Democrats file new court brief opposing CFPB’s Mulvaney

Democrats file new court brief opposing CFPB's Mulvaney

Over 30 current and former Democratic lawmakers filed a new amicus brief Monday supporting Consumer Financial Protection Bureau Deputy Director Leandra English to be reinstated as acting director of the agency.

The brief, which included Sens. Sherrod Brown and Elizabeth Warren as well as former lawmakers like Barney Frank and Chris Dodd, argues that Congress intended for the CFPB to be an independent agency, a status that they say was threatened when President Trump named Mick Mulvaney, the director of the Office of Management and Budget, to also be the acting director of the CFPB.

Democrats had filed an earlier brief in support of English’s temporary restraining order request to halt Mulvaney’s appointment. A judge denied that order, validating Mulvaney as the current acting director, but a full ruling on the merits of English’s case is still pending. Arguments in the case are scheduled to be heard Dec. 22.

“The Dodd-Frank law is clear that Deputy Director English is the legal acting director,” said Sen. Sherrod Brown, D-Ohio.

Bloomberg News

English cites provisions in the Dodd-Frank Act as supporting her argument that the agency’s deputy director is the de facto director in the absence of a Senate-confirmed leader. But the White House has claimed the Federal Vacancies Reform Act of 1998 gives Trump broad authority to name agency heads.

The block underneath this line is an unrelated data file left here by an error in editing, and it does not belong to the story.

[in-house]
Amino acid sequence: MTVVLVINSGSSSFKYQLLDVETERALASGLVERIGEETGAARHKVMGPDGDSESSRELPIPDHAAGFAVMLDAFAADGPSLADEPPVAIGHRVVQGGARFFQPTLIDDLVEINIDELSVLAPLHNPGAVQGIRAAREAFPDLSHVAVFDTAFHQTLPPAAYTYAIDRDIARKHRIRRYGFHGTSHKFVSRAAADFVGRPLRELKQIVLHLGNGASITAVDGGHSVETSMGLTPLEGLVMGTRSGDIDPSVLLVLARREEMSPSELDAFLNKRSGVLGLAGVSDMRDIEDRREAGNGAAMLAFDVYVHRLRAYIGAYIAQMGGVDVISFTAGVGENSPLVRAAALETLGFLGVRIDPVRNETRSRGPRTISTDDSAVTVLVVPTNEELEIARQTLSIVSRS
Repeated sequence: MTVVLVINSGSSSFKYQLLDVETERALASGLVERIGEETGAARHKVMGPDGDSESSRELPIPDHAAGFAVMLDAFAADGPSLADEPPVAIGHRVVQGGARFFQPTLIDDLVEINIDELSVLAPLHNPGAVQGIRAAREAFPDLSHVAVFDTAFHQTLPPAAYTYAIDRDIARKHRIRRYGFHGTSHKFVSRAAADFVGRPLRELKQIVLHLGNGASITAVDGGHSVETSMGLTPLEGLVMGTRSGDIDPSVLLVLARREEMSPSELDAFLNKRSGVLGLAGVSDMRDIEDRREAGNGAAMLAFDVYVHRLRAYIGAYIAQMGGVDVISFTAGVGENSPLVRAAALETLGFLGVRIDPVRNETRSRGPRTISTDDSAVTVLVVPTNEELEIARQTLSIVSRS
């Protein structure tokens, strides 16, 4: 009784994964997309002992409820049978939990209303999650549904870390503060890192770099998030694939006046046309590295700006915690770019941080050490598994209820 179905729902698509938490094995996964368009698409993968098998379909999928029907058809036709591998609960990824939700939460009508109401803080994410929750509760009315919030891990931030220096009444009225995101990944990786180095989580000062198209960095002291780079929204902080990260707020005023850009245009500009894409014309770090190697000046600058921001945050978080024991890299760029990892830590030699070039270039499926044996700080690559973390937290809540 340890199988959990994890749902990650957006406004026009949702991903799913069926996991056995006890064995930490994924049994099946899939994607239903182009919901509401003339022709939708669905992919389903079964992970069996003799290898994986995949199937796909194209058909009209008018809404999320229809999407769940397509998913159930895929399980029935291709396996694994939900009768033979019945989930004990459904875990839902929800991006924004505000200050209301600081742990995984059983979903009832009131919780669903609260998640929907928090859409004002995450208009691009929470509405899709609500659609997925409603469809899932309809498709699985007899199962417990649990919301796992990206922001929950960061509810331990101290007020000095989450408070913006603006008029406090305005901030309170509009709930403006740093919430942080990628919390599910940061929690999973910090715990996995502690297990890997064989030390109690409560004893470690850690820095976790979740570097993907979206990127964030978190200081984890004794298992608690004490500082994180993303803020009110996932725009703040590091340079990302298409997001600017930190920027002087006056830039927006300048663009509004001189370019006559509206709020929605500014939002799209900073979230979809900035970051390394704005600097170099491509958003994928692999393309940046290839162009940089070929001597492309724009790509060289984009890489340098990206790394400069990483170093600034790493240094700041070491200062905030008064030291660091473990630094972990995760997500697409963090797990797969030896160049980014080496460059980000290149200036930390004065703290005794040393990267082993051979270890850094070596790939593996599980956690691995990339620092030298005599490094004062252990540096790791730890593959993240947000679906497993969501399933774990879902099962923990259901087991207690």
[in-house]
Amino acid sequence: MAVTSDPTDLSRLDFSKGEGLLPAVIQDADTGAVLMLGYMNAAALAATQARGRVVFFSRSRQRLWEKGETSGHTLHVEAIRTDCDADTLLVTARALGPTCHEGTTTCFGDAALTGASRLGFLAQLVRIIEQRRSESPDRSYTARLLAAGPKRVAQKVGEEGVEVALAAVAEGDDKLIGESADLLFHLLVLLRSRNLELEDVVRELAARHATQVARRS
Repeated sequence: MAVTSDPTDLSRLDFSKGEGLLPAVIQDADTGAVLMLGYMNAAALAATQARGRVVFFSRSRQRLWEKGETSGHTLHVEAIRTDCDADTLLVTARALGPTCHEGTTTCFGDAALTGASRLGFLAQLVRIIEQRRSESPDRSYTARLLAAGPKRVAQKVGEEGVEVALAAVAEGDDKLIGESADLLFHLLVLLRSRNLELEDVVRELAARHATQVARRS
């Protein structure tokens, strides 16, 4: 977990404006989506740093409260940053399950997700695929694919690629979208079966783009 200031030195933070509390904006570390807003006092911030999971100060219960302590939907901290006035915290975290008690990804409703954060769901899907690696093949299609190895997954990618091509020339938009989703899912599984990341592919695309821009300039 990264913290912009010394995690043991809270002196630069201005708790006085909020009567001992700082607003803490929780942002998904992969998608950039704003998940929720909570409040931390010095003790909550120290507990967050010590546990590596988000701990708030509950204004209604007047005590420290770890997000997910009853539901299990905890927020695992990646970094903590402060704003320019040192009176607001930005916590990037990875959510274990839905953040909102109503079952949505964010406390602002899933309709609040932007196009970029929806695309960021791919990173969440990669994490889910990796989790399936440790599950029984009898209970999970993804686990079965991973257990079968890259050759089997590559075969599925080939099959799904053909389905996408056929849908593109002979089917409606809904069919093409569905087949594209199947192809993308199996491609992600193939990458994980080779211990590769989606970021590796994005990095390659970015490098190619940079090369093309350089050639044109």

“The President’s purported appointment of Mulvaney is unlawful, and Deputy Director English is the lawful acting director of the bureau,” the amicus brief stated. “Dodd-Frank’s mandatory and unqualified successor provision displaces the FVRA as the means by which a vacancy in the position of bureau director may be filled temporarily.”

English was tapped on Nov. 24 to lead the agency by former CFPB Director Richard Cordray on his last day before resigning. On Nov. 29, she sued both Trump and Mulvaney, seeking a preliminary injunction to be reinstated as the CFPB’s acting director.

The Democrats’ latest amicus brief stated that allowing Mulvaney to be acting director “would plainly undermine the independence that was so critical to Congress’s plan in designing the bureau.”

“By using mandatory language to inscribe this order of succession in statute, Congress supplanted the [Federal Vacancy Reform Act’s] procedures for temporarily filling vacancies,” the amicus brief stated. “After all, as Congress recognized at the time, those procedures would permit the president to hand-pick an acting director without the check of Senate confirmation, allowing that acting director, no matter how close his ties to the president, to head the bureau for many months.”

Frank and Dodd have already sharply criticized Mulvaney’s appointment at the helm of the agency.

Brown, the ranking member of the Senate Banking Committee, said the White House “must follow the law.”

“The Dodd-Frank law is clear that Deputy Director English is the legal acting director, and she must be allowed to continue the agency’s work standing up for working families against financial abuse until a permanent director is confirmed by the Senate,” Brown said in a press release. “The White House must follow the law and nominate a permanent director swiftly who will fight for working people instead of the lenders that cheat them.”

Kate Berry

Kate Berry

Kate Berry covers the Consumer Financial Protection Bureau for American Banker.

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